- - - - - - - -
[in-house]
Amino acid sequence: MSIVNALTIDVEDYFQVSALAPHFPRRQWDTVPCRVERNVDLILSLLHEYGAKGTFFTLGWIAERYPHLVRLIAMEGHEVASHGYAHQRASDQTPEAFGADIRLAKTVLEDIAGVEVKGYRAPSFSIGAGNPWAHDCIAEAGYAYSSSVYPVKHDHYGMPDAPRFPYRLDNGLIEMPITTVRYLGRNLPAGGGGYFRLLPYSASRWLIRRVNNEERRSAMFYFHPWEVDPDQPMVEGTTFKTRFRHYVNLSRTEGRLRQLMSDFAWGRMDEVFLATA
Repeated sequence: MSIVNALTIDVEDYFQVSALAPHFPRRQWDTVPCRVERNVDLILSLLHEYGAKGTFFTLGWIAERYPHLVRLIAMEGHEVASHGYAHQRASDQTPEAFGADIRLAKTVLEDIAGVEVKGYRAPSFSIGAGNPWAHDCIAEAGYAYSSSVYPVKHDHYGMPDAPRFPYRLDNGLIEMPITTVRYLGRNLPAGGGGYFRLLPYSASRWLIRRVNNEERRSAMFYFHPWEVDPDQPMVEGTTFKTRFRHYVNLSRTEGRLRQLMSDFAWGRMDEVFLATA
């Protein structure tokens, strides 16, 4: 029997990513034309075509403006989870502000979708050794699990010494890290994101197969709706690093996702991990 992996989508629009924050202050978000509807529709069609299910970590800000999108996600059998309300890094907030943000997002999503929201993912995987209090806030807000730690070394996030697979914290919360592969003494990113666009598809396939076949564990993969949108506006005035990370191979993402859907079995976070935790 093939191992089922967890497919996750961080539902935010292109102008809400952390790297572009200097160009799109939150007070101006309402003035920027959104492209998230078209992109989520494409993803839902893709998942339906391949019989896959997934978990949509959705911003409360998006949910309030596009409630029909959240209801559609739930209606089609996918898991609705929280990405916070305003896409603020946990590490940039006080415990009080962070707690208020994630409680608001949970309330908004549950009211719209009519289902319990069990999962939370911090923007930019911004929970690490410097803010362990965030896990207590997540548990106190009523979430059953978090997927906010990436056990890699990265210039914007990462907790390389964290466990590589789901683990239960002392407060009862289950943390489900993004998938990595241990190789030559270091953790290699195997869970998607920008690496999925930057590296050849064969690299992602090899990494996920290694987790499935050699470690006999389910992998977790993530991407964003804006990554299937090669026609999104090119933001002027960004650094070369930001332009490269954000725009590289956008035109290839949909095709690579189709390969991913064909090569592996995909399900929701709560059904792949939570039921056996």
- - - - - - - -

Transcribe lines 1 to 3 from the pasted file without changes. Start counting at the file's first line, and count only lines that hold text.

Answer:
[in-house]
Amino acid sequence: MSIVNALTIDVEDYFQVSALAPHFPRRQWDTVPCRVERNVDLILSLLHEYGAKGTFFTLGWIAERYPHLVRLIAMEGHEVASHGYAHQRASDQTPEAFGADIRLAKTVLEDIAGVEVKGYRAPSFSIGAGNPWAHDCIAEAGYAYSSSVYPVKHDHYGMPDAPRFPYRLDNGLIEMPITTVRYLGRNLPAGGGGYFRLLPYSASRWLIRRVNNEERRSAMFYFHPWEVDPDQPMVEGTTFKTRFRHYVNLSRTEGRLRQLMSDFAWGRMDEVFLATA
Repeated sequence: MSIVNALTIDVEDYFQVSALAPHFPRRQWDTVPCRVERNVDLILSLLHEYGAKGTFFTLGWIAERYPHLVRLIAMEGHEVASHGYAHQRASDQTPEAFGADIRLAKTVLEDIAGVEVKGYRAPSFSIGAGNPWAHDCIAEAGYAYSSSVYPVKHDHYGMPDAPRFPYRLDNGLIEMPITTVRYLGRNLPAGGGGYFRLLPYSASRWLIRRVNNEERRSAMFYFHPWEVDPDQPMVEGTTFKTRFRHYVNLSRTEGRLRQLMSDFAWGRMDEVFLATA